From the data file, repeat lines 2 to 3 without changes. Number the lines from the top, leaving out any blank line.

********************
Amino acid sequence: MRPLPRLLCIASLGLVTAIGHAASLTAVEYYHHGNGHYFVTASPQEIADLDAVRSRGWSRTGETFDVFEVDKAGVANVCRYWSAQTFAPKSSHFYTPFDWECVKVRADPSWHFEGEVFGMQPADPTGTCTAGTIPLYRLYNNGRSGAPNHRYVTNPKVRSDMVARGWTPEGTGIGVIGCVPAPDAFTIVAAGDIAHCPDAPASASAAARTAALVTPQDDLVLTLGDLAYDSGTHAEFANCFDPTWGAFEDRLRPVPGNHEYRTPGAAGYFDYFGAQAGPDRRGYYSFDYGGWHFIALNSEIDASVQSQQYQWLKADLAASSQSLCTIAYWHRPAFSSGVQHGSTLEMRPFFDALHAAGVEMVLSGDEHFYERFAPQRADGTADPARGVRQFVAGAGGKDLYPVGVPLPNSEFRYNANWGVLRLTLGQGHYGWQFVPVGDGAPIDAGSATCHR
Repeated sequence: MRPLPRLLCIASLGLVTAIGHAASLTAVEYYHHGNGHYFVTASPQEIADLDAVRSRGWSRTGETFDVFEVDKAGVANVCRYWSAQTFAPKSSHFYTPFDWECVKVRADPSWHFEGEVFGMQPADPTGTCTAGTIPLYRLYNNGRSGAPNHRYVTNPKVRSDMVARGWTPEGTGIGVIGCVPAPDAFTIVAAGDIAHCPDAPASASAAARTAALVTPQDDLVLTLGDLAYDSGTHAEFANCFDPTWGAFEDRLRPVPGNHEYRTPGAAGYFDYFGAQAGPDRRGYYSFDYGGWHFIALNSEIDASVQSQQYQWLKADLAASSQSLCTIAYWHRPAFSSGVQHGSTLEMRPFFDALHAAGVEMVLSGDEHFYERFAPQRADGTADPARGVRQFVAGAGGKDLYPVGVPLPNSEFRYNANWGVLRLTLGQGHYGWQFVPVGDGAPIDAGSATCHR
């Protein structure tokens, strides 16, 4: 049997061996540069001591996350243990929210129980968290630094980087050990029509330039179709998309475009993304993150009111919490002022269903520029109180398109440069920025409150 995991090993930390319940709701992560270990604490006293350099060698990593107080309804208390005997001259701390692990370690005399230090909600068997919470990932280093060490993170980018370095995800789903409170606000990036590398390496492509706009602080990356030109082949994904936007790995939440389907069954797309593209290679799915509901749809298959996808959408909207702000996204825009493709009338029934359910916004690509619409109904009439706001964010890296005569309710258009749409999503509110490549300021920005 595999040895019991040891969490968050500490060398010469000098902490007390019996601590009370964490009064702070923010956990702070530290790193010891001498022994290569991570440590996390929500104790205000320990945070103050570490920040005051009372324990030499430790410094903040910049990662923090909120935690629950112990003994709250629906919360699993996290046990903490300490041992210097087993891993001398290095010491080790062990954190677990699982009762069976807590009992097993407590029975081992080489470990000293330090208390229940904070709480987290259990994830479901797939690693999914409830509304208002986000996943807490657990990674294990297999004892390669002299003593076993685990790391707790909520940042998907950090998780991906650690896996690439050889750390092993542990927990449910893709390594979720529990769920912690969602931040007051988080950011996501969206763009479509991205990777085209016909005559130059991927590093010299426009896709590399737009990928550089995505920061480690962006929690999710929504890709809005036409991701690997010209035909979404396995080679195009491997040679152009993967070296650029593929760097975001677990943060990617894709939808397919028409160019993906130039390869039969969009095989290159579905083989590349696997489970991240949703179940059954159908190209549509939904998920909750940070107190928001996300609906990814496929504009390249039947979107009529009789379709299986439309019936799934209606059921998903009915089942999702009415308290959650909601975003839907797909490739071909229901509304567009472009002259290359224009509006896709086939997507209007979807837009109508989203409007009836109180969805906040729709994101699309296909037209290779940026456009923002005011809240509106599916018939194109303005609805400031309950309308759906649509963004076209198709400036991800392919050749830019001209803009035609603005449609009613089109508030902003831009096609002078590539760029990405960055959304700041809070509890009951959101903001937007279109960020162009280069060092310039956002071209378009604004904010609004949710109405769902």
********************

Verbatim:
Repeated sequence: MRPLPRLLCIASLGLVTAIGHAASLTAVEYYHHGNGHYFVTASPQEIADLDAVRSRGWSRTGETFDVFEVDKAGVANVCRYWSAQTFAPKSSHFYTPFDWECVKVRADPSWHFEGEVFGMQPADPTGTCTAGTIPLYRLYNNGRSGAPNHRYVTNPKVRSDMVARGWTPEGTGIGVIGCVPAPDAFTIVAAGDIAHCPDAPASASAAARTAALVTPQDDLVLTLGDLAYDSGTHAEFANCFDPTWGAFEDRLRPVPGNHEYRTPGAAGYFDYFGAQAGPDRRGYYSFDYGGWHFIALNSEIDASVQSQQYQWLKADLAASSQSLCTIAYWHRPAFSSGVQHGSTLEMRPFFDALHAAGVEMVLSGDEHFYERFAPQRADGTADPARGVRQFVAGAGGKDLYPVGVPLPNSEFRYNANWGVLRLTLGQGHYGWQFVPVGDGAPIDAGSATCHR
């Protein structure tokens, strides 16, 4: 049997061996540069001591996350243990929210129980968290630094980087050990029509330039179709998309475009993304993150009111919490002022269903520029109180398109440069920025409150 995991090993930390319940709701992560270990604490006293350099060698990593107080309804208390005997001259701390692990370690005399230090909600068997919470990932280093060490993170980018370095995800789903409170606000990036590398390496492509706009602080990356030109082949994904936007790995939440389907069954797309593209290679799915509901749809298959996808959408909207702000996204825009493709009338029934359910916004690509619409109904009439706001964010890296005569309710258009749409999503509110490549300021920005 595999040895019991040891969490968050500490060398010469000098902490007390019996601590009370964490009064702070923010956990702070530290790193010891001498022994290569991570440590996390929500104790205000320990945070103050570490920040005051009372324990030499430790410094903040910049990662923090909120935690629950112990003994709250629906919360699993996290046990903490300490041992210097087993891993001398290095010491080790062990954190677990699982009762069976807590009992097993407590029975081992080489470990000293330090208390229940904070709480987290259990994830479901797939690693999914409830509304208002986000996943807490657990990674294990297999004892390669002299003593076993685990790391707790909520940042998907950090998780991906650690896996690439050889750390092993542990927990449910893709390594979720529990769920912690969602931040007051988080950011996501969206763009479509991205990777085209016909005559130059991927590093010299426009896709590399737009990928550089995505920061480690962006929690999710929504890709809005036409991701690997010209035909979404396995080679195009491997040679152009993967070296650029593929760097975001677990943060990617894709939808397919028409160019993906130039390869039969969009095989290159579905083989590349696997489970991240949703179940059954159908190209549509939904998920909750940070107190928001996300609906990814496929504009390249039947979107009529009789379709299986439309019936799934209606059921998903009915089942999702009415308290959650909601975003839907797909490739071909229901509304567009472009002259290359224009509006896709086939997507209007979807837009109508989203409007009836109180969805906040729709994101699309296909037209290779940026456009923002005011809240509106599916018939194109303005609805400031309950309308759906649509963004076209198709400036991800392919050749830019001209803009035609603005449609009613089109508030902003831009096609002078590539760029990405960055959304700041809070509890009951959101903001937007279109960020162009280069060092310039956002071209378009604004904010609004949710109405769902």